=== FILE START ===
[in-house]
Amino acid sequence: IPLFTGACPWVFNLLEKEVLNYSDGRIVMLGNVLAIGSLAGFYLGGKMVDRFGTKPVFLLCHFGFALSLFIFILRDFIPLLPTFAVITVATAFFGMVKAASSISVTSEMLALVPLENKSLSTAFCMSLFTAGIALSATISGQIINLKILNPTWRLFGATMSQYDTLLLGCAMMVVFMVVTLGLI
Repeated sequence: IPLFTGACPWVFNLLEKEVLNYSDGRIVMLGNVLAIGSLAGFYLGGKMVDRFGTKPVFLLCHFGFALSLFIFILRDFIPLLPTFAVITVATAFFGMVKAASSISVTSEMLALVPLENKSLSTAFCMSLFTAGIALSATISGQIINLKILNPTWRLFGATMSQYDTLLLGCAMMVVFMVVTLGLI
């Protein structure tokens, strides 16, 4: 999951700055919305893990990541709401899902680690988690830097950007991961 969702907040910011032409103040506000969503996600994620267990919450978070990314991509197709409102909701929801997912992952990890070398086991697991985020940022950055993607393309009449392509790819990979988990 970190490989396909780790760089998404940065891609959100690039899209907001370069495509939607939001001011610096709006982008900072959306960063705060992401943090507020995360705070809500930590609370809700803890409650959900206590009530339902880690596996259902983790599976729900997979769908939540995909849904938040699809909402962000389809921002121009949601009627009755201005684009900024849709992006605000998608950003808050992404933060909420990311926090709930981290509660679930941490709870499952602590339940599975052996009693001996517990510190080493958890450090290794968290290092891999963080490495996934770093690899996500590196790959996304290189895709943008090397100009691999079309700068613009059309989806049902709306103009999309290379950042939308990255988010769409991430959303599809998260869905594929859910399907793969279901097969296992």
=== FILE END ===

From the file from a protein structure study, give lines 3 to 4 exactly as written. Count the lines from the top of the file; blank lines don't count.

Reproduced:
Repeated sequence: IPLFTGACPWVFNLLEKEVLNYSDGRIVMLGNVLAIGSLAGFYLGGKMVDRFGTKPVFLLCHFGFALSLFIFILRDFIPLLPTFAVITVATAFFGMVKAASSISVTSEMLALVPLENKSLSTAFCMSLFTAGIALSATISGQIINLKILNPTWRLFGATMSQYDTLLLGCAMMVVFMVVTLGLI
């Protein structure tokens, strides 16, 4: 999951700055919305893990990541709401899902680690988690830097950007991961 969702907040910011032409103040506000969503996600994620267990919450978070990314991509197709409102909701929801997912992952990890070398086991697991985020940022950055993607393309009449392509790819990979988990 970190490989396909780790760089998404940065891609959100690039899209907001370069495509939607939001001011610096709006982008900072959306960063705060992401943090507020995360705070809500930590609370809700803890409650959900206590009530339902880690596996259902983790599976729900997979769908939540995909849904938040699809909402962000389809921002121009949601009627009755201005684009900024849709992006605000998608950003808050992404933060909420990311926090709930981290509660679930941490709870499952602590339940599975052996009693001996517990510190080493958890450090290794968290290092891999963080490495996934770093690899996500590196790959996304290189895709943008090397100009691999079309700068613009059309989806049902709306103009999309290379950042939308990255988010769409991430959303599809998260869905594929859910399907793969279901097969296992």